California officials are cheering the state's $2.25 billion federal grant for high-speed rail, the largest award among $8 billion officially distributed by the Obama administration Thursday. But the state is still figuring out where and how to spend the money.
In the Valley, officials are nervously awaiting word on how much of the grant might make its way to the region, where two planned segments would connect Fresno to Bakersfield and Merced.
"We'll rally the Valley and speak with one voice to ensure as much funding as possible," said Fresno Mayor Ashley Swearengin.
In its original application for $4.7 billion, the California High Speed Rail Authority sought earmarks for four segments, including more than a fourth of it for the Fresno routes. The award, while smaller, appeared to give the state flexibility to spread it among the routes, said authority Chairman Curt Pringle.
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The grant allows the state "to put those funds where those projects are most readily available and ready to move forward," said Pringle, who promoted the grant in Southern California at an event with Gov. Arnold Schwarzenegger.
At a Washington news conference, Democratic Sen. Dianne Feinstein said federal officials will discuss with the High Speed Rail Authority which part of the route comes first. She added: "Hopefully, that will come soon."
Federal Transportation Secretary Ray LaHood said the discussions with California rail officials will begin today.
He said a major criterion in dividing the funds will be "how quickly we can put people to work." He said he doesn't expect serious difficulties in making the funding decisions.
Democratic Sen. Barbara Boxer added that she expects planning to begin immediately and groundbreaking is anticipated in 2011. "We're ready for this challenge," Boxer said.
Combined with a $9 billion voter-approved state bond, the federal grant will act as seed money for the Anaheim-to-San Francisco first phase, estimated to cost $42.6 billion. Officials are hoping to draw local and private investments -- and eventually lure a ton more federal money.
Richard Little, director of the Keston Institute for Public Finance and Infrastructure Policy at the University of Southern California, said the state would be wise to pour most of the initial money into the Los Angeles-to-Anaheim segment.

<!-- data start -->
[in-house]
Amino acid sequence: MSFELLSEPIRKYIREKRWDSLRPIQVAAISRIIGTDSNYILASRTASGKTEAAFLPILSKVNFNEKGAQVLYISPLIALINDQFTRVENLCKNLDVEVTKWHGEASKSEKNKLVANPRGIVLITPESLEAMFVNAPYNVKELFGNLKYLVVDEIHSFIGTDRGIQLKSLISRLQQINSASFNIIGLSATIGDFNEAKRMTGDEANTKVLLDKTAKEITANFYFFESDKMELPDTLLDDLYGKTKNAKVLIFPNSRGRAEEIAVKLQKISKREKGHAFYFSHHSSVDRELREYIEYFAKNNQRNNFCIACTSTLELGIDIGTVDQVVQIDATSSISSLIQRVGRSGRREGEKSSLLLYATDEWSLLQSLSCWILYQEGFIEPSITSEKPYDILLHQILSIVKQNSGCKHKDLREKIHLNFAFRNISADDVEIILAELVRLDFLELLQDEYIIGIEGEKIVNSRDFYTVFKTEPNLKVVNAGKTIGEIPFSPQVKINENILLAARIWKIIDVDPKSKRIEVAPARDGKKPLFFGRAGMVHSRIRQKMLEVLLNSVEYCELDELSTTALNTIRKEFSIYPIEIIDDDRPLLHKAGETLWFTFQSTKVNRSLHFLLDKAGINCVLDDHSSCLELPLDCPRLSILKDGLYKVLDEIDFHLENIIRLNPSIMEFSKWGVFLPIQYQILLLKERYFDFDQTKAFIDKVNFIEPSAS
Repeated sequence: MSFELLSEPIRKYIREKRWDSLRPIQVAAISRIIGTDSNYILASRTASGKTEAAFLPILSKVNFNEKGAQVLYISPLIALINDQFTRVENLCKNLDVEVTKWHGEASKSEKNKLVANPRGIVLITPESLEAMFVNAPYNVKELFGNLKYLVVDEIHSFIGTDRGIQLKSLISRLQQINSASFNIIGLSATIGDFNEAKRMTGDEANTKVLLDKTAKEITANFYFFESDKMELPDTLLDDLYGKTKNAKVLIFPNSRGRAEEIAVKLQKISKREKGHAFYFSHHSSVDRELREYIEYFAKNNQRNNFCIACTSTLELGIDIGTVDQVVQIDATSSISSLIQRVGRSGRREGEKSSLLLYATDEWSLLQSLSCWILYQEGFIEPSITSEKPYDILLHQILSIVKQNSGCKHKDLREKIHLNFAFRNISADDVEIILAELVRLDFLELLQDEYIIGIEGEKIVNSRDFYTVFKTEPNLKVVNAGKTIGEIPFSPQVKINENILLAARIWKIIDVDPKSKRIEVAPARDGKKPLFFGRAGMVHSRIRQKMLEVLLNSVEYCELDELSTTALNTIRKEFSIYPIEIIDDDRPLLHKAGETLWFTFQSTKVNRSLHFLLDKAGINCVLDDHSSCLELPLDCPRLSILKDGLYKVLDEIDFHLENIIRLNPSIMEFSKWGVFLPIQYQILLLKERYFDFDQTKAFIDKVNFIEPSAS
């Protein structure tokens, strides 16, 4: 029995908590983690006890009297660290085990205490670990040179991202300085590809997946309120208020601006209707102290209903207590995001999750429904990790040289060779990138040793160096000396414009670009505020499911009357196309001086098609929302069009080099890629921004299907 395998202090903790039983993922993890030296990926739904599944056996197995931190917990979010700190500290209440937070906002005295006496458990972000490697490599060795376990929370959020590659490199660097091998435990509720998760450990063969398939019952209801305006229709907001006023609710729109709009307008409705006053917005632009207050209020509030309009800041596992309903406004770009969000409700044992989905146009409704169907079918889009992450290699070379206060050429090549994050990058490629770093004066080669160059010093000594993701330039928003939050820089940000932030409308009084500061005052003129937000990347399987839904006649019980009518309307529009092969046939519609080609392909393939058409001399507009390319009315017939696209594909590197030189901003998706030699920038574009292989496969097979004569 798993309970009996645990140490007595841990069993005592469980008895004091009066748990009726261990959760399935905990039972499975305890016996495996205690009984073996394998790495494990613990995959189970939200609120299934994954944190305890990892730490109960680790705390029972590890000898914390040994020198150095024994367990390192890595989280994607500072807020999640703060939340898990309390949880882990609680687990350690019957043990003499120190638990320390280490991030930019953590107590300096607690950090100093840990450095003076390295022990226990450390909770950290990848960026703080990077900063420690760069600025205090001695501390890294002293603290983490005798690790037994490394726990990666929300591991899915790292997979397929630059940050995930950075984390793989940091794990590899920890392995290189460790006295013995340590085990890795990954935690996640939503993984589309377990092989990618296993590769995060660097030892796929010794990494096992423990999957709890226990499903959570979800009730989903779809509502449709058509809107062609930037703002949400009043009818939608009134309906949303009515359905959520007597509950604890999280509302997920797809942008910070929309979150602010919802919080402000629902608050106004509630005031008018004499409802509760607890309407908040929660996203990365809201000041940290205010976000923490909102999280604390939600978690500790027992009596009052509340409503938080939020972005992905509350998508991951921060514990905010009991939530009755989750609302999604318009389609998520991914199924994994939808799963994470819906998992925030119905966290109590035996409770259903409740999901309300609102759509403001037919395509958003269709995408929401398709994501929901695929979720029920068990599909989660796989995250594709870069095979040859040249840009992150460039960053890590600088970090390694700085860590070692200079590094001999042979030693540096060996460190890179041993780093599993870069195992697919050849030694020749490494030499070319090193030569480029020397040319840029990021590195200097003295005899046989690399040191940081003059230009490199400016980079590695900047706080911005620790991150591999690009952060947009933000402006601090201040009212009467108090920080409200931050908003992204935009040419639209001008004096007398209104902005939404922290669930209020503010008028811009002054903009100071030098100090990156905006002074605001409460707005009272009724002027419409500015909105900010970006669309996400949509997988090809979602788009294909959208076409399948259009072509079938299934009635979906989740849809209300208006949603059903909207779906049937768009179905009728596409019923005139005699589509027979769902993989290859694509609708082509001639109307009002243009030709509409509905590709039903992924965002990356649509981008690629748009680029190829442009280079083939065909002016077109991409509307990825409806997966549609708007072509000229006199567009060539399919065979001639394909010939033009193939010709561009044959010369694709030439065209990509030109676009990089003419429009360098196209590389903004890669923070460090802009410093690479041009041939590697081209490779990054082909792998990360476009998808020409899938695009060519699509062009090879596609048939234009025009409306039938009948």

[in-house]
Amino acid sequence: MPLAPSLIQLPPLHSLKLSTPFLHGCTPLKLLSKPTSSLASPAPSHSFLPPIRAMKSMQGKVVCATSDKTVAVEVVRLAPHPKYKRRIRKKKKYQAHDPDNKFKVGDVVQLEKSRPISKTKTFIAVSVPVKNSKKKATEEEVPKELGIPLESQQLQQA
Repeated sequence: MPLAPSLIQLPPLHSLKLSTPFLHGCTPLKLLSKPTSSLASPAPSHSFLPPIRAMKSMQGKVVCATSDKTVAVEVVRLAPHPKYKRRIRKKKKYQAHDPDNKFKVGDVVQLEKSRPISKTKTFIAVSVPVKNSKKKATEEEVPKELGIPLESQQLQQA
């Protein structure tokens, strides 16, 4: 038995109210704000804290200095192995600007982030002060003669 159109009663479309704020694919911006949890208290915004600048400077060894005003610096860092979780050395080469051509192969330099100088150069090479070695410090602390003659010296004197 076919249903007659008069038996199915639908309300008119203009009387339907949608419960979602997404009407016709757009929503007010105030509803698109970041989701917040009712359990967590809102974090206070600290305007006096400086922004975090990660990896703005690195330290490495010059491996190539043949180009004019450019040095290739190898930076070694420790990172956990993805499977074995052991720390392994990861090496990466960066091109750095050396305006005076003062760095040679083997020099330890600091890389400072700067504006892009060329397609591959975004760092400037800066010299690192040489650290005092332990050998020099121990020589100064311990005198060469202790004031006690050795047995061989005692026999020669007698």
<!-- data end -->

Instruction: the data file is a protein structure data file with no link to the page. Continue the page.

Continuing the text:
"Maybe it is just a glorified commuter line, but it is something to prove the concept," he said, adding that the route has the potential to draw significant ridership.
Planning for that route, estimated to cost $4.8 billion, is further along than other segments and has drawn a $7 million investment from the Orange County Transportation Authority.
In the Valley, officials are making their own pitch, including offering land for a rail maintenance facility. The wide-open region is also the only stretch where trains can reach their maximum speeds of more than 200 mph. The cost for the two Fresno segments is estimated at $5.8 billion.
The other segment in play connects San Francisco to San Jose, costing about $5 billion. Planning efforts in the Bay Area have run into opposition from residents concerned about the rail bringing noise and dividing neighborhoods. The Palo Alto City Council on Monday set aside $88,000 to potentially battle the state over plans, the San Jose Mercury News reported.
In the Valley, the rail project has broader support, including from city and county leaders and the Greater Fresno Area Chamber of Commerce. Many of the supporters will likely stand next to the governor today when he promotes the federal grant during an expected visit to Fresno.
But there are rising concerns in the heartland, where the state is looking to buy farmland for the route.
Kole Upton, a grower who owns land in Merced County, said the state has approached him. But he said he has no interest in parting with the portion of land rail officials want.
"I want to farm," he said. "If I wanted to be next to a railroad track, I would have bought land next to a railroad track."